John Lewis chronicled his earlier years in the Civil Rights Movement with a trilogy for young adults entitled March. The books are written and illustrated as graphic narratives. The illustrator, Nate Powell, used black, white, and gray to evoke the somber events in striking images. While reviewers have praised the first two books in this series, March: Book Three has earned numerous awards. In 2016, it was the first graphic novel to win the National Book Award. The American Library Association recognized it this past January with a number of awards: the Corretta Scott King Book Award which recognizes an African American author, the Robert F. Sibert Informational Book Award, and the YALSA Award for excellence in young-adult nonfiction.

Image result for john lewis with obama on selma march

(AP Photo)

Young adults need to read this book to understand John Lewis’ work and legacy. He remained and advocate for nonviolence, despite the fact that he was physically attacked and seriously injured during protests. He was arrested over 40 times. He continues to be a strong voice in our democracy. On March 7, 2015, he walked with others to commemorate the Selma march.

For our younger readers, there is an informative picture book biography, Preaching to the Chickens: The Story of Young John Lewis by Jabari Ism (Nancy Paulsen Books).

John Lewis has published adult titles including Walking with the Wind: A Memoir of the Movement, Wake Up America 1940-60, and Across That Bridge: Life Lessons and a Vision for Change.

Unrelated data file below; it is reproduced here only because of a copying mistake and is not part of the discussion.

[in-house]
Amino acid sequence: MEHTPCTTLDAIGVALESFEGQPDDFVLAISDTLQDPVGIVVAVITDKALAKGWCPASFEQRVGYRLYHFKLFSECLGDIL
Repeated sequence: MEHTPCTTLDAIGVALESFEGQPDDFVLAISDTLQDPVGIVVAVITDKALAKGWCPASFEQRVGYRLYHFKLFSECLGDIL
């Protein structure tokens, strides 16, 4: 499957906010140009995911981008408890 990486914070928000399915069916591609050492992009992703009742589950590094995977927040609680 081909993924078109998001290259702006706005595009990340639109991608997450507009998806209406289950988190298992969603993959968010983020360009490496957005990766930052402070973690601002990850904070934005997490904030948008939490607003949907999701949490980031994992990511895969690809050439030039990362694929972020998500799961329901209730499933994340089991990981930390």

Ida, Always

April6

Sometimes there is a book that is so beautiful that I need to share it with adults so that they will share it with children. Ida, Always by Caron Levis and Charles Santoso (Atheneum) is just such a book. This beautiful story is one of friendship and loss. Fair warning – almost every adult with whom I have shared this picture book has found it to be touching and sad, but one that should be read.

Ida and Gus were polar bears who shared their days together. When Ida became ill and died, Gus mourned just as humans do. Usually I find my own way of describing a book, but in this case, I would like to share the “Author’s Note” at the end of the book. Those words explain this outstanding book better than I can.

Ida, Always is a fictional story inspired by the real pair of polar bears, Ida and Gus, who lived together in New York City’s Central Park Zoo. The two bears swam, played, and cuddled together for many years. They were visited by more than twenty million people from all over the world and deeply cared for by their zookeepers. By the time Ida became ill and died in 2011, she had created many wonderful memories for friends to remember her by, and when Gus died two years later, friends cherished their many memories of him, too.